This Is AuburnElectronic Theses and Dissertations

Design and Evaluation of a 3D Road Geometry Based Heavy Truck Fuel Optimization System




Huang, Wei

Type of Degree



Mechanical Engineering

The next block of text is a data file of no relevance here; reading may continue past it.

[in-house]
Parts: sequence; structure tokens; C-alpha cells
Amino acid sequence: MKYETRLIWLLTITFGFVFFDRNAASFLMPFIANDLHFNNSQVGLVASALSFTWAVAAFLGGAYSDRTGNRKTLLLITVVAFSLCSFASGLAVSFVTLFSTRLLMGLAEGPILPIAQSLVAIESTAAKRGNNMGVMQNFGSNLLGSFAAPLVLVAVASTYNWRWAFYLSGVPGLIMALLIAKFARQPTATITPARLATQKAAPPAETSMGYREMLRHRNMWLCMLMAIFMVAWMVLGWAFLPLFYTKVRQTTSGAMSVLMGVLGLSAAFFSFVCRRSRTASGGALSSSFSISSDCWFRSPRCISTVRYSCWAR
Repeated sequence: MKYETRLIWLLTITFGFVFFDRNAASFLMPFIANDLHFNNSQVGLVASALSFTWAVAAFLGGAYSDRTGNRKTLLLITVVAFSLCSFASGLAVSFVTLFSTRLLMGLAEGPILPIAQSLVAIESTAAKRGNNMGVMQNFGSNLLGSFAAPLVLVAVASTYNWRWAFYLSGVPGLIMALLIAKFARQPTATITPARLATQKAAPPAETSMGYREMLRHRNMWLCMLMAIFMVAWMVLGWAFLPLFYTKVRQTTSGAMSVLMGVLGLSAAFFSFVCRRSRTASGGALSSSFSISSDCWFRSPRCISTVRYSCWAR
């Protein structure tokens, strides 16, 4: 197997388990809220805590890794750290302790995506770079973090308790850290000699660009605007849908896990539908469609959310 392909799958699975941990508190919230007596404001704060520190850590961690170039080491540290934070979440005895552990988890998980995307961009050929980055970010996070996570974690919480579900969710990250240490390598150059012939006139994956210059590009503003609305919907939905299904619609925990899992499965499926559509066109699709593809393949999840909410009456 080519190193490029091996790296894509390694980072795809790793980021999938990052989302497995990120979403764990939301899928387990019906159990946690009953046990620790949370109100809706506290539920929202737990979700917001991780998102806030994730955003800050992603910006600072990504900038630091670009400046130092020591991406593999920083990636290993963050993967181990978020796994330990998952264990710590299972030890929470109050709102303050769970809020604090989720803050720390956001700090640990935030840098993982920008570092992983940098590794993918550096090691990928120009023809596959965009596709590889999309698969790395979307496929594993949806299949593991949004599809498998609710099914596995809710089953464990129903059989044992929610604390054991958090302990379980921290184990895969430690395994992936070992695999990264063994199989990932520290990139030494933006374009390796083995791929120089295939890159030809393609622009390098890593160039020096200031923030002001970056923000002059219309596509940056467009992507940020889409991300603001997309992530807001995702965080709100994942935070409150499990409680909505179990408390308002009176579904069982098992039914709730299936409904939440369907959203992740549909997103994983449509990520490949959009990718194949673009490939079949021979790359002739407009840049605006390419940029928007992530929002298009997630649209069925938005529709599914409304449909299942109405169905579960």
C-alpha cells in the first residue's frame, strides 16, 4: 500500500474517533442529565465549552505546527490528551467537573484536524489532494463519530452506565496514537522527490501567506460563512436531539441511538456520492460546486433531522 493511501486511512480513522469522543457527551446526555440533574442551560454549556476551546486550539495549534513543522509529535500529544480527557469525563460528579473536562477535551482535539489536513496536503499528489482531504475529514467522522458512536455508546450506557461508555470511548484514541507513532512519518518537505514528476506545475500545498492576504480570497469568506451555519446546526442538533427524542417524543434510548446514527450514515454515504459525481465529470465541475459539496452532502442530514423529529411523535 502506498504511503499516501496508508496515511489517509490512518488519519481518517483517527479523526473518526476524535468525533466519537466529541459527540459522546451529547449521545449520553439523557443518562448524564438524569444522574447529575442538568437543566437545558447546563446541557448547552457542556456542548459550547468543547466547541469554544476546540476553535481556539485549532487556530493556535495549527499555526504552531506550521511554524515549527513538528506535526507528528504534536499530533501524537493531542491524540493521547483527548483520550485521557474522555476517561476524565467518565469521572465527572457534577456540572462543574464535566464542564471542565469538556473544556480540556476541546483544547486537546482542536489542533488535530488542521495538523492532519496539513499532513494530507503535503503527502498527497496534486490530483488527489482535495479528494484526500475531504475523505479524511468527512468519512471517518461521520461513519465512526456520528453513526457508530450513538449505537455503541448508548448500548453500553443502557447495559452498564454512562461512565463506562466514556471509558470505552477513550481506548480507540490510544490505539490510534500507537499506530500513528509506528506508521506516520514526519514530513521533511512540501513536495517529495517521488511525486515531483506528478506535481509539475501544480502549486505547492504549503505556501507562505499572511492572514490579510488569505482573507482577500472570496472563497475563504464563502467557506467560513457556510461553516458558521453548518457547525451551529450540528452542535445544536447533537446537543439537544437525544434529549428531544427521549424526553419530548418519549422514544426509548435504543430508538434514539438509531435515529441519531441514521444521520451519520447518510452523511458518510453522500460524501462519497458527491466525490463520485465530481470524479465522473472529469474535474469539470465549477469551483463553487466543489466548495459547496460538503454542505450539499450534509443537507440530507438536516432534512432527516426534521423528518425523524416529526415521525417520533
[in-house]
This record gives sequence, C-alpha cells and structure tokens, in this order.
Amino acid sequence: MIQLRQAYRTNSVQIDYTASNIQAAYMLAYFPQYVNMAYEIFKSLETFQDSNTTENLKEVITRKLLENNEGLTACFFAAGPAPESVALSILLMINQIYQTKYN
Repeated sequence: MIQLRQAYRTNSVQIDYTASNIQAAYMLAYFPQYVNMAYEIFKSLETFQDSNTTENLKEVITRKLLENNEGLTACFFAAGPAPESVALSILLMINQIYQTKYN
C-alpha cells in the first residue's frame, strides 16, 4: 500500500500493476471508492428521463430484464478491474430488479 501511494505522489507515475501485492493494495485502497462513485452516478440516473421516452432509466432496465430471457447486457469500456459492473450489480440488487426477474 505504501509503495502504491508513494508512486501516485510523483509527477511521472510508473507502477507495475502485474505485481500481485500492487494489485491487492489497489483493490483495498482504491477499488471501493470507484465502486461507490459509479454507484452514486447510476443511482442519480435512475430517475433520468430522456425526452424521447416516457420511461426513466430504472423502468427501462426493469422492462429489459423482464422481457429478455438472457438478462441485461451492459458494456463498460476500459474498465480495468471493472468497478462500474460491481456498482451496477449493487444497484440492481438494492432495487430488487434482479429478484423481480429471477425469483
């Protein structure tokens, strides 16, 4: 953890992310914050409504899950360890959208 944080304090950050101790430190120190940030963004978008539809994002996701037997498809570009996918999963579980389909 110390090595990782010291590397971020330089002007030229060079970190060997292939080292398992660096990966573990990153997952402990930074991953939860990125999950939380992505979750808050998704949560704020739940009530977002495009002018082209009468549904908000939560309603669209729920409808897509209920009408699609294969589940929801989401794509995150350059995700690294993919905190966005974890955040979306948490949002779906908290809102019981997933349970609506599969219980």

This dissertation develops a 3D road geometry based optimal powertrain control system in reducing the fuel consumption of heavy trucks. The real-time optimal control (OC) system, solving a constrained nonlinear programming problem, is designed to predict and command the optimal throttle, brake torque (generated from the engine retarder), gear shifting, and velocity trajectory to minimize the fuel consumption and travel time. Throttle and gear shifting are continuous and discrete control inputs respectively, which is a mixeddiscrete nonlinear programming problem (MDNLP). The optimization solver developed is an interior-point algorithm plus a rounding-off method, where all discrete gear ratios are handled as continuous variables and optimized, and then the optimal discrete gear ratios are obtained by rounding up each continuous gear ratio to the nearest discrete value. Simulation and experimental tests of a Class 8 truck are conducted with GIS 3D road geometries. Test results show that the optimal control system is able to reduce fuel consumption up to 3.0% with small travel time increases on level and rolling terrains when compared to the defined baseline. When on the highly mountainous terrain with steep crest slope and long slope length, the OC could only save a small amount of fuel. Thus, it is found that the gain in fuel economy is directly effected by the change in terrain type. Additionally, sensitivity analyses for the terrain and road geometry are conducted to investigate how the change of the terrain and the errors in the terrain data effect the gain in fuel economy and the system performance. For the terrain sensitivity, it is found that the gain in fuel economy is directly related to the change of road grade (both the magnitude and frequency) and slope length. For the terrain error sensitivity, the road error largely effects both the fuel economy and the system performance. This research reveals that the impact from the absolute error (a shift in the slope position) on the fuel savings is not as evident as that from the relative error (a different slope value). The impact from both absolute and relative errors on the system performance is significant, which shows the requirement to apply a high accuracy road map in real road tests as well as in production uses.